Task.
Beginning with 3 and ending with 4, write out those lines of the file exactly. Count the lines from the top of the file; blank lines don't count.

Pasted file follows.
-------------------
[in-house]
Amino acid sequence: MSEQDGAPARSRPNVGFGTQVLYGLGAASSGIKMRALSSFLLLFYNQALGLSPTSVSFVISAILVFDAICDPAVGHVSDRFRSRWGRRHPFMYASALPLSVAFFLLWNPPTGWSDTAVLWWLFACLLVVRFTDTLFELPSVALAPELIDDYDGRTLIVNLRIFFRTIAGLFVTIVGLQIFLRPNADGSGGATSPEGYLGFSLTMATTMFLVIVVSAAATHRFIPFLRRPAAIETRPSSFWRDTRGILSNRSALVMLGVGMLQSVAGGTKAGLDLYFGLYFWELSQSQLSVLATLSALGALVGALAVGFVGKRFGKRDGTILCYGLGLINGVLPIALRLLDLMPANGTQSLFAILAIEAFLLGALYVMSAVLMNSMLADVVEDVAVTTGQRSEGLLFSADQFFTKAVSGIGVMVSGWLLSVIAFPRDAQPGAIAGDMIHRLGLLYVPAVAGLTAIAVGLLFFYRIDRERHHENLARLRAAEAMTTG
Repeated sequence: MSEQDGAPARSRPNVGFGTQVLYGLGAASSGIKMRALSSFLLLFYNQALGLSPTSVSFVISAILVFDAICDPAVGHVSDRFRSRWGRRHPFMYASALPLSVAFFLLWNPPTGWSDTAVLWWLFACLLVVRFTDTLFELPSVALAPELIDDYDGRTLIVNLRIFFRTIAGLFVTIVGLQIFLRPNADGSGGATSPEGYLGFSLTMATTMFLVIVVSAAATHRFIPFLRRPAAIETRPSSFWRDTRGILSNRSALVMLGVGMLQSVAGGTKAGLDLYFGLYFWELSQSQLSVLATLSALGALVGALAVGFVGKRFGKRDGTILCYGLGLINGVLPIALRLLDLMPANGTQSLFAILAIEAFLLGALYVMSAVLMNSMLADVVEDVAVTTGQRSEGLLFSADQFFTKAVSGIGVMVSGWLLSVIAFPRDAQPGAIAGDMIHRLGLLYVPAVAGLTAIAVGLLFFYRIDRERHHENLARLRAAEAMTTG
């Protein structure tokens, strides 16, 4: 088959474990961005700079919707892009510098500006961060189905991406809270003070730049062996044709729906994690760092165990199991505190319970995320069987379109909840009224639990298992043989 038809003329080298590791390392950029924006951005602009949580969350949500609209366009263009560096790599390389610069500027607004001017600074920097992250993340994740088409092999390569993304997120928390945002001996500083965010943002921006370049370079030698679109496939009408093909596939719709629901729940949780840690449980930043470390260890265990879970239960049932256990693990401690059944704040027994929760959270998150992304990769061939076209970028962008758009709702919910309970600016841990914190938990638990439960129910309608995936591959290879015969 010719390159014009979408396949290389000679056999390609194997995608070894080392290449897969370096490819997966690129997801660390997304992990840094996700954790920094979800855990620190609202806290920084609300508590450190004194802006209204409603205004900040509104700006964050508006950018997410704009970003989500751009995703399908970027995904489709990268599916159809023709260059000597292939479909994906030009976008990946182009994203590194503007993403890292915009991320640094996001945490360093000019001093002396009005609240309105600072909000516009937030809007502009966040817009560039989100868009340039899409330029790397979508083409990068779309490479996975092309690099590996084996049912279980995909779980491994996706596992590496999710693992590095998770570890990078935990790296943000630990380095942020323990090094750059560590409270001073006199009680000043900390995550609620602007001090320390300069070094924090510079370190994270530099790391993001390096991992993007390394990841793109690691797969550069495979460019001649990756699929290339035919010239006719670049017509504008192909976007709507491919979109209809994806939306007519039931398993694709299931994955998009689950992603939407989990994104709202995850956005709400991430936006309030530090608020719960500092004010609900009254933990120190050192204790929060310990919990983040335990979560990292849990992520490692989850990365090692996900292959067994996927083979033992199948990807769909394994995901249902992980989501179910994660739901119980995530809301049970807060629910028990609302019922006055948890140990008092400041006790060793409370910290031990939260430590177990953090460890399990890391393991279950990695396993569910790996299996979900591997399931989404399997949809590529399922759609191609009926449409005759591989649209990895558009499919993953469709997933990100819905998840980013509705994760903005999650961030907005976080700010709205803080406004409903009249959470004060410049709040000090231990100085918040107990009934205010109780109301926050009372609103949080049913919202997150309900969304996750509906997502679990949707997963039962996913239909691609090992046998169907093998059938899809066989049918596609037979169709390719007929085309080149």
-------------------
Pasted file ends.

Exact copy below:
Repeated sequence: MSEQDGAPARSRPNVGFGTQVLYGLGAASSGIKMRALSSFLLLFYNQALGLSPTSVSFVISAILVFDAICDPAVGHVSDRFRSRWGRRHPFMYASALPLSVAFFLLWNPPTGWSDTAVLWWLFACLLVVRFTDTLFELPSVALAPELIDDYDGRTLIVNLRIFFRTIAGLFVTIVGLQIFLRPNADGSGGATSPEGYLGFSLTMATTMFLVIVVSAAATHRFIPFLRRPAAIETRPSSFWRDTRGILSNRSALVMLGVGMLQSVAGGTKAGLDLYFGLYFWELSQSQLSVLATLSALGALVGALAVGFVGKRFGKRDGTILCYGLGLINGVLPIALRLLDLMPANGTQSLFAILAIEAFLLGALYVMSAVLMNSMLADVVEDVAVTTGQRSEGLLFSADQFFTKAVSGIGVMVSGWLLSVIAFPRDAQPGAIAGDMIHRLGLLYVPAVAGLTAIAVGLLFFYRIDRERHHENLARLRAAEAMTTG
């Protein structure tokens, strides 16, 4: 088959474990961005700079919707892009510098500006961060189905991406809270003070730049062996044709729906994690760092165990199991505190319970995320069987379109909840009224639990298992043989 038809003329080298590791390392950029924006951005602009949580969350949500609209366009263009560096790599390389610069500027607004001017600074920097992250993340994740088409092999390569993304997120928390945002001996500083965010943002921006370049370079030698679109496939009408093909596939719709629901729940949780840690449980930043470390260890265990879970239960049932256990693990401690059944704040027994929760959270998150992304990769061939076209970028962008758009709702919910309970600016841990914190938990638990439960129910309608995936591959290879015969 010719390159014009979408396949290389000679056999390609194997995608070894080392290449897969370096490819997966690129997801660390997304992990840094996700954790920094979800855990620190609202806290920084609300508590450190004194802006209204409603205004900040509104700006964050508006950018997410704009970003989500751009995703399908970027995904489709990268599916159809023709260059000597292939479909994906030009976008990946182009994203590194503007993403890292915009991320640094996001945490360093000019001093002396009005609240309105600072909000516009937030809007502009966040817009560039989100868009340039899409330029790397979508083409990068779309490479996975092309690099590996084996049912279980995909779980491994996706596992590496999710693992590095998770570890990078935990790296943000630990380095942020323990090094750059560590409270001073006199009680000043900390995550609620602007001090320390300069070094924090510079370190994270530099790391993001390096991992993007390394990841793109690691797969550069495979460019001649990756699929290339035919010239006719670049017509504008192909976007709507491919979109209809994806939306007519039931398993694709299931994955998009689950992603939407989990994104709202995850956005709400991430936006309030530090608020719960500092004010609900009254933990120190050192204790929060310990919990983040335990979560990292849990992520490692989850990365090692996900292959067994996927083979033992199948990807769909394994995901249902992980989501179910994660739901119980995530809301049970807060629910028990609302019922006055948890140990008092400041006790060793409370910290031990939260430590177990953090460890399990890391393991279950990695396993569910790996299996979900591997399931989404399997949809590529399922759609191609009926449409005759591989649209990895558009499919993953469709997933990100819905998840980013509705994760903005999650961030907005976080700010709205803080406004409903009249959470004060410049709040000090231990100085918040107990009934205010109780109301926050009372609103949080049913919202997150309900969304996750509906997502679990949707997963039962996913239909691609090992046998169907093998059938899809066989049918596609037979169709390719007929085309080149």